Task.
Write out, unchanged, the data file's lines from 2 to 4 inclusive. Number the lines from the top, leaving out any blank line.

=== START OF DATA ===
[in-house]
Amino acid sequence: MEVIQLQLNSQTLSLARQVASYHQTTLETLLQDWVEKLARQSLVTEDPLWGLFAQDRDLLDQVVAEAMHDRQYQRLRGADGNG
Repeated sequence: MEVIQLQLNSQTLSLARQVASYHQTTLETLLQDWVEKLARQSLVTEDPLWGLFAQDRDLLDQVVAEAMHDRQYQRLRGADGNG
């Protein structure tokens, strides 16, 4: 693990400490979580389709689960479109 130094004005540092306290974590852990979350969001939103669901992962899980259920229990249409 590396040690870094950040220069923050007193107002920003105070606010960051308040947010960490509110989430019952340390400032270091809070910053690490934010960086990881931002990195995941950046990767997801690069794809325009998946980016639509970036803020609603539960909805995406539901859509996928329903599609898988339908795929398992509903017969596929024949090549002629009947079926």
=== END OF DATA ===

Amino acid sequence: MEVIQLQLNSQTLSLARQVASYHQTTLETLLQDWVEKLARQSLVTEDPLWGLFAQDRDLLDQVVAEAMHDRQYQRLRGADGNG
Repeated sequence: MEVIQLQLNSQTLSLARQVASYHQTTLETLLQDWVEKLARQSLVTEDPLWGLFAQDRDLLDQVVAEAMHDRQYQRLRGADGNG
């Protein structure tokens, strides 16, 4: 693990400490979580389709689960479109 130094004005540092306290974590852990979350969001939103669901992962899980259920229990249409 590396040690870094950040220069923050007193107002920003105070606010960051308040947010960490509110989430019952340390400032270091809070910053690490934010960086990881931002990195995941950046990767997801690069794809325009998946980016639509970036803020609603539960909805995406539901859509996928329903599609898988339908795929398992509903017969596929024949090549002629009947079926």